There are so many other factors that go into the total cost to manufacture and sell an appliance. One of the biggies is that damn paranoia about lead in the environment (RoHS)! For God’s Sake, don’t people know that lead comes from the ground in the first place? How much of this is political and how much of it really makes sense in the name of public health and the environment? And a lot of the cost to make a product comes from efficiency and the internal structure of the company. Some companies are so wasteful and inefficient that they could build their products lined with gold if they’d just cut out the waste and inefficient practices, and perhaps limit those million dollar bonuses to CEOs. The list is endless, but taking such clean up measures would pay for a better capacitor, diode, or heat sink a thousand fold. And personally, I will pay more as long as I KNOW that I am buying quality. The tires on my car and the brakes I use are the best money can buy. There are some things you just don’t cheapen your way out of! I can buy a cheap DVD player if I want. But I probably won’t. I want good quality at a reasonable price. And I adhere to the Three-To-One policy: for a one year warranty, a product should last three years at the very minimum! Really, warranties are to protect the consumer from DOAs and accidental defects that can sometimes occur in manufacturing or materials. It should NOT be an indicator as to how long I can expect the product to work!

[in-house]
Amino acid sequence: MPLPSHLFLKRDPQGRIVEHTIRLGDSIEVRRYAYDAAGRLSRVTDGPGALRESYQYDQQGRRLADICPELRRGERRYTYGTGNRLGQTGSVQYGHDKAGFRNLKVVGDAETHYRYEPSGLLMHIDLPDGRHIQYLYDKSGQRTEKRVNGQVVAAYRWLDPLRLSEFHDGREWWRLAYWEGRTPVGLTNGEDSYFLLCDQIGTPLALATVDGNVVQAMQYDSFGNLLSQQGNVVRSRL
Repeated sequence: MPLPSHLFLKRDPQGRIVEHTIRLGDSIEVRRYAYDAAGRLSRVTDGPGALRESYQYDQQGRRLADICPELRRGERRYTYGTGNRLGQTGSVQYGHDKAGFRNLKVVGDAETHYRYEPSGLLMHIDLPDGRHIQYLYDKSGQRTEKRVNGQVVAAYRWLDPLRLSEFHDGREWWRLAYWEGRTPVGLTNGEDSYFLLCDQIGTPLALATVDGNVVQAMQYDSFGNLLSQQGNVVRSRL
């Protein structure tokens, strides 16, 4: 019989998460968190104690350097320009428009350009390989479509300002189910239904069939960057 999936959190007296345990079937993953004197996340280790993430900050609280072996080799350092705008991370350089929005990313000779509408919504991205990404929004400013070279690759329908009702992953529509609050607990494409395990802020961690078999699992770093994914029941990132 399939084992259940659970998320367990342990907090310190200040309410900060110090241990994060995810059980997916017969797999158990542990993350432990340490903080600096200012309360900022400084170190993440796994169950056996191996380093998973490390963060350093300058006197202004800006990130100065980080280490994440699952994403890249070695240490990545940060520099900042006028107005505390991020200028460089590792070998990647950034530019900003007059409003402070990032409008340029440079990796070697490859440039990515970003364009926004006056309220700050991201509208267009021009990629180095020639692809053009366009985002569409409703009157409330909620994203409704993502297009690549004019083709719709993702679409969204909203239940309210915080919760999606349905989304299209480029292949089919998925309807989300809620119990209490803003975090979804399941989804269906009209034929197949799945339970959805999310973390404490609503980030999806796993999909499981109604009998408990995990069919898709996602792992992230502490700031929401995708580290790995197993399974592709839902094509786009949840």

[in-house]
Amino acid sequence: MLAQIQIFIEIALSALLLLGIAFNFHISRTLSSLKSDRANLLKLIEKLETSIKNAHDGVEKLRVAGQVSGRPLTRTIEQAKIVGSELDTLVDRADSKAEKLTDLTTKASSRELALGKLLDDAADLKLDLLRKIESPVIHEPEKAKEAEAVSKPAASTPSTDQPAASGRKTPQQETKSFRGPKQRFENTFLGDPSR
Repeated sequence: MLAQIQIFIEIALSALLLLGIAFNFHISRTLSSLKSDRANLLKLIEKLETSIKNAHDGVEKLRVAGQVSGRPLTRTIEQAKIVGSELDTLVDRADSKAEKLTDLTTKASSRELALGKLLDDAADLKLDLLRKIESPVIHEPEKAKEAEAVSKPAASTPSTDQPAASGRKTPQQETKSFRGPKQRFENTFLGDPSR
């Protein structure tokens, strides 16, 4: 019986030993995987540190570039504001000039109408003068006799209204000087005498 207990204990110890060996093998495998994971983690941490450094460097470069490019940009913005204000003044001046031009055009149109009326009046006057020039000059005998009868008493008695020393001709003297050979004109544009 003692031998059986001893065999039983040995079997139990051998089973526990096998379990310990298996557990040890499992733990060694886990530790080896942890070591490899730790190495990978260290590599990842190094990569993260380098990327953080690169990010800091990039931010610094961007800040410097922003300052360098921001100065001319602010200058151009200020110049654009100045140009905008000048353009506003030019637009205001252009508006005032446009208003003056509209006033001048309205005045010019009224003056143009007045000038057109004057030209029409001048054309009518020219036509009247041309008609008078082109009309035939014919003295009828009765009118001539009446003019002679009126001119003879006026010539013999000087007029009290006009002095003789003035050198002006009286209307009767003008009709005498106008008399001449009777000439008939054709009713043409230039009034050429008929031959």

I’ve enjoyed our conversation Jim! Thank you for allowing me to rant. And you may use my name in connection with any of my comments you wish to publish. I hope if you do publish this dialog, it will get people visiting your site to thinking – and demanding – quality and reliability. Next to a fair price, what else matters?